Why I Am Excited For Diablo II: Resurrected

From the late ‘90s until the launch of the Switch, I was a diehard PC gamer. I grew up playing many of the early console RPGs that are now considered classics, but none of that would prepare me for the impending online multiplayer boom that would follow shortly thereafter. While certainly not the first online multiplayer game to exist, Diablo II was my gateway into that style of game and I was immediately consumed by it. “Consumed” might even be an understatement, as it was really easy as a high school kid to get away with marathon-after-marathon as long as I kept my grades up. And the weekends? Well, they were even more of a hotbed for binge sessions, most of which were made possible by boxes upon boxes of cereal.

Ah, to be young again and not have to worry about proper nutrition.

Naturally, when Blizzard announced that the long-rumored Diablo II remaster – or Diablo II Resurrected – would be hitting store/eShop shelves this year, I was ecstatic. One of the most popular hack-and-slash lootfests would be faithfully recreated for both old and new generations? LET’S FREAKING GOOO! And the keyword here is “faithfully” as prior to this announcement, Blizzard would not have the best track record of faithful remakes or remasters thanks to the Warcraft III: Reforged debacle. I don’t even like to bring it up, as it feels just as icky as saying “Voldemort.”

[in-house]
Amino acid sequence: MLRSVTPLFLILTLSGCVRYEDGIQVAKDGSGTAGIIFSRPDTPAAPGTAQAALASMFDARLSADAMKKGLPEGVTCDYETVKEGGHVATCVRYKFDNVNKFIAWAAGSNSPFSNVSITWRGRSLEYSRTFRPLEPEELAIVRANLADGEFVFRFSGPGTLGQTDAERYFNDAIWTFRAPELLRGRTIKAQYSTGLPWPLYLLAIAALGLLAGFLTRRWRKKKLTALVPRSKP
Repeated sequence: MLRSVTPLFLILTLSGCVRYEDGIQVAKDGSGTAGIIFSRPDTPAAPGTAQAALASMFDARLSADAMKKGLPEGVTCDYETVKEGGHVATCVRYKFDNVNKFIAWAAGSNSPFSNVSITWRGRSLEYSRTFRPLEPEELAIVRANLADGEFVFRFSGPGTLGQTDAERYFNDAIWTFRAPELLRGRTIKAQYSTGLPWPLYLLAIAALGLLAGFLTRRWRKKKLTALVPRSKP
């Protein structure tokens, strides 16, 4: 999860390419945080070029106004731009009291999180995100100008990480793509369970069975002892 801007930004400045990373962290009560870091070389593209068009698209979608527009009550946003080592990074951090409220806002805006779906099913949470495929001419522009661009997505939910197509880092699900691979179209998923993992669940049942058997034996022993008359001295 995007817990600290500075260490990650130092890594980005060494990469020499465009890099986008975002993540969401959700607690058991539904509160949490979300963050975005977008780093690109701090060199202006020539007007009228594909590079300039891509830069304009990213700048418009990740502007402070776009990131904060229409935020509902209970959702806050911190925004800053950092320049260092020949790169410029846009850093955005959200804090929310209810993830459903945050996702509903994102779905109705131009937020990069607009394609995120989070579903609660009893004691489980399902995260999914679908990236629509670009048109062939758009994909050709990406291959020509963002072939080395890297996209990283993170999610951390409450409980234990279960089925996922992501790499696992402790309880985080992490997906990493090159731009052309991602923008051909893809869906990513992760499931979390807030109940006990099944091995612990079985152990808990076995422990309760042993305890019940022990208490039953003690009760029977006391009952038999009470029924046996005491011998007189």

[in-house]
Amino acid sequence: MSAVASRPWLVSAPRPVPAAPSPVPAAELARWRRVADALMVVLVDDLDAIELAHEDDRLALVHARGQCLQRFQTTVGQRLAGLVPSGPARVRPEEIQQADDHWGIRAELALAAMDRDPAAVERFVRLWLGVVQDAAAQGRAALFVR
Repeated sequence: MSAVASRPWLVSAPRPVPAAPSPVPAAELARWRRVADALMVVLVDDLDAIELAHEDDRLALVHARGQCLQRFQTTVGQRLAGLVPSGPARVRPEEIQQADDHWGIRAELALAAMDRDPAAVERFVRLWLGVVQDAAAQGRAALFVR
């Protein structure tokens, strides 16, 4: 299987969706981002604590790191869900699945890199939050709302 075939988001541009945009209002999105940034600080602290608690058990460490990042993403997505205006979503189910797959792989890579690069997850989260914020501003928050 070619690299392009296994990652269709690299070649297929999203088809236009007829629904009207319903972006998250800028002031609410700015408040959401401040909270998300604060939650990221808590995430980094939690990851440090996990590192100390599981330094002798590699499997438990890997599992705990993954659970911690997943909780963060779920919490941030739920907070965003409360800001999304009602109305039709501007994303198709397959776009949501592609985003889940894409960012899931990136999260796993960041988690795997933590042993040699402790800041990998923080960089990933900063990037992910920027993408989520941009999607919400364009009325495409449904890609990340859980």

There is hope yet, though, for Vicarious Visions of recent Crash Bandicoot and THPS 1+2 fame will be in the driver’s seat this time. While that doesn’t mean that the ball can’t be fumbled, it certainly doesn’t spell disaster from the outset. Based on what we’ve seen so far, it seems that Diablo II Resurrected will use the original game as its literal framework and layer a brand-new graphics renderer on top of it, alongside some much needed quality-of-life features (some are optional). If you want to know more about all the changes and features coming in this release, I highly suggest you check out the original reveal, as well as this amazing deep dive with some of the game’s developers.

Those that have neither played Diablo II nor are nostalgic for it may be wondering, why should I care? Well, you might not if you aren’t a fan of these types of games. But! If you have played other games in this vein, notably Diablo III, and either weren’t impressed or simply felt that something was missing, then this might be more up your alley. While I’ve put hundreds of hours into Diablo III myself, it took ages for that game to be in a state where it could even begin to compare to its predecessor in terms of depth and quality.

And this isn’t me trying to say one or the other is considered unanimously superior in every way – to each their own – but I’d wager that most would agree that Diablo III initially did lots of streamlining of depth and systems in hopes of reaching a wider, “modern” audience. It was massively successful from a financial standpoint either way, no question, but its legacy (or lack thereof) is certainly a topic worthy of debate.